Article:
What is the meaning of old age? As a small child spending my holidays in the company of an 80-year-old grandmother, this was my version of the question: ‘What is the meaning of life?’ My fascination with this question stuck and it could be said that I have made a career out of exploring it. More recently it has underpinned my new ESRC-funded research project on frailty and ethnicity which looks at the multiple factors, social and physiological, that contribute to frailty in later life as well as those that serve as sources of strength and resilience. I will return to this project later in the piece.
But first, some more background to how this project came about. My work over the past decade has followed three distinct strands which are all aspects of that childhood curiosity. The first strand asks: How do we as a society view old age? This has led me to explore cultural narratives about ageing and old age, media representations, assumptions embedded in medical discourses such as frailty, narratives (often feminist in approach) that resist the association between ageing and decline, as well as the way older people themselves internalize, resist or subvert these dominant narratives.
One example of a powerful social discourse is that of ‘successful ageing’, a discourse which emerged in the late 1980s in the context of neoliberalism. This has unfortunately squeezed out richer narratives of ageing well together with depictions of the life course which value maturity and wisdom available to all no matter their circumstances. Instead, it has substituted them with a narrower emphasis on retaining individual health and productivity in later life. This version of success in later life exhorts us to remain youthful and keep the changes of old age at bay. Moreover, as poor health and frailty in later life are associated with inequalities of all kinds generated earlier in the life course, the discourse both ignores structural issues and celebrates the achievements of a privileged few, and thus in itself creates further social injustice in later life (Pickard, in press).
The second research strand concerns health and asks: Is it possible to be old and healthy? Whilst the obvious (and, I believe, correct) response is a resounding ‘yes!’, a deeper look discovers something enigmatic about health in old age. Indeed, geriatric medicine developed as a clinical discipline in the twentieth century around its unique ability, as a mixture of art and science, to understand older bodies as qualitatively different to younger bodies and to detect the fine gradation between health and illness in old age.
In contemporary society, powerful trends both within clinical medicine and biogerontology (which is the science of the biological ageing process) assess older bodies in terms continuous with younger bodies and view the changes of age as indistinguishable from those of chronic illness. With medicine exerting an enormous sway over cultural narratives, this has undoubtedly fed into the discourses of ‘successful ageing’, including the social value placed on youth. It has also fed the ‘master narrative of decline’ (Gullette, 1997), a cultural view that sees ageing through the life course entirely in terms of deficit and loss.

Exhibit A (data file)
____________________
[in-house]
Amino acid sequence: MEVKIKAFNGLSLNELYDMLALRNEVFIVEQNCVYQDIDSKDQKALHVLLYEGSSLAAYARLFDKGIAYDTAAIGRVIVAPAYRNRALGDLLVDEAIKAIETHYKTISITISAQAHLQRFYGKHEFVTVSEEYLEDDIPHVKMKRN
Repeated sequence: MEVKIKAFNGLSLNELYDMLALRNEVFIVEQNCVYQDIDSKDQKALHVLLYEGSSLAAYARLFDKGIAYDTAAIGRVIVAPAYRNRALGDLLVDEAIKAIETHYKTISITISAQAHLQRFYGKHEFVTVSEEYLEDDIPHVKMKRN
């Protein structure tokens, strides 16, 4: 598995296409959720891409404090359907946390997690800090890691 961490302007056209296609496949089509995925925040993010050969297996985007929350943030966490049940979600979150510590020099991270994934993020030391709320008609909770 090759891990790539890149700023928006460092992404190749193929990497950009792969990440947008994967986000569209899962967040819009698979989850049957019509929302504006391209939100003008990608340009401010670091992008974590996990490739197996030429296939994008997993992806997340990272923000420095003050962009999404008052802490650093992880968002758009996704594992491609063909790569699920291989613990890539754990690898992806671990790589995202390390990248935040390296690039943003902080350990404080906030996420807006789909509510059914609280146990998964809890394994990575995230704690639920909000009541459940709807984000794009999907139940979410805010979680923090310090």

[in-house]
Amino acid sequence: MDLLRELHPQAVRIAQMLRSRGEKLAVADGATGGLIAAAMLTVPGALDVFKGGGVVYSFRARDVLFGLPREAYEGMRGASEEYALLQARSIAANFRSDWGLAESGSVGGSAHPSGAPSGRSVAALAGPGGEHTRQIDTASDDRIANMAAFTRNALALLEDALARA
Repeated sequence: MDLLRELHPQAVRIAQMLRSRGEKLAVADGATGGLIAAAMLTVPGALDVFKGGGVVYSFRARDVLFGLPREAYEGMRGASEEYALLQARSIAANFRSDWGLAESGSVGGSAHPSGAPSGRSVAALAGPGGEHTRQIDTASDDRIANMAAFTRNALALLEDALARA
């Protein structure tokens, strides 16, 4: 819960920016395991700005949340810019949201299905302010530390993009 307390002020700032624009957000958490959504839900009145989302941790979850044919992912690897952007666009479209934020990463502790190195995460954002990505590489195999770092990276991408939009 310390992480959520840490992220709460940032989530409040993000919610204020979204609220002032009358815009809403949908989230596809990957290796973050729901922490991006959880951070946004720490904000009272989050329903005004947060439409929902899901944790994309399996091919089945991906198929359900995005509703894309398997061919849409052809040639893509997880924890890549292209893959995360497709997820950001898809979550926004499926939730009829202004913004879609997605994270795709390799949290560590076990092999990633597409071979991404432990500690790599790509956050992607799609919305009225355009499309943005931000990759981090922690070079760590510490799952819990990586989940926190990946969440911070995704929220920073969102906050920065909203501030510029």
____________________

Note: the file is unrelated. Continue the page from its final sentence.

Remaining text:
The antidote to such an ideologically-driven, ageist perspective lies in foregrounding older people’s own experiences. Listening to the voices of older people themselves reveals that embodiment in old age can be experienced very positively including in conditions such as frailty. In this sense, meaning in old age and the social meaning of old age are jarringly unaligned.
The third strand can be summed up as: What are the varieties of experience in and of old age? This strand of my research is particularly concerned with the experiences of those who have been traditionally marginalized by dominant concepts and understandings. Within this I have been interested in women in particular and, latterly, minority ethnic communities. Listening to the voices and exploring the submerged discourses associated with such individuals and groups reveals a rich diversity of experience and also unearths powerful resources for resilience and strength. These experiences challenge the unitary nature of medical categories such as frailty or the menopause which have been constructed from research into dominant groups in the global north.
Returning to my current ESRC-funded project all three interwoven strands inform its aims and methods. With an interdisciplinary team that includes expertise in medicine, public health, GP education, philosophy, EDI and community advocacy, as well as sociology, we are exploring the experiences of health and illness, frailty and resilience in older people from diverse ethnic communities. Through this work we hope to make several key contributions to improving the lives of older people. These include further analysing the causes of health inequalities in later life and making policy suggestions as to what can be done to reduce them. In addition, we hope to shift medical understanding of frailty, its causes and trajectories, from a unified category to something more diverse. Further to that, we are developing cultural competence tools to aid health care practitioners in their interaction with older patients so that they can more fully understand both the reasons for and combinations of vulnerability and strength in later life.
Find out more
- View Professor Susan Pickard's staff profile
- Visit the Frailty and Ethnicity research project webpages
- Visit the Centre for Ageing and the Life Course webpages
Gullette, M (1997) Declining to Decline: Cultural Combat and the Politics of the Midlife, University of Virginia Press, Charlottesville.
Pickard, S (in press; due for publication 2024) Successful ageing. In Twigg, J and Martin, W (eds) Routledge Handbook of Cultural Gerontology (second edition).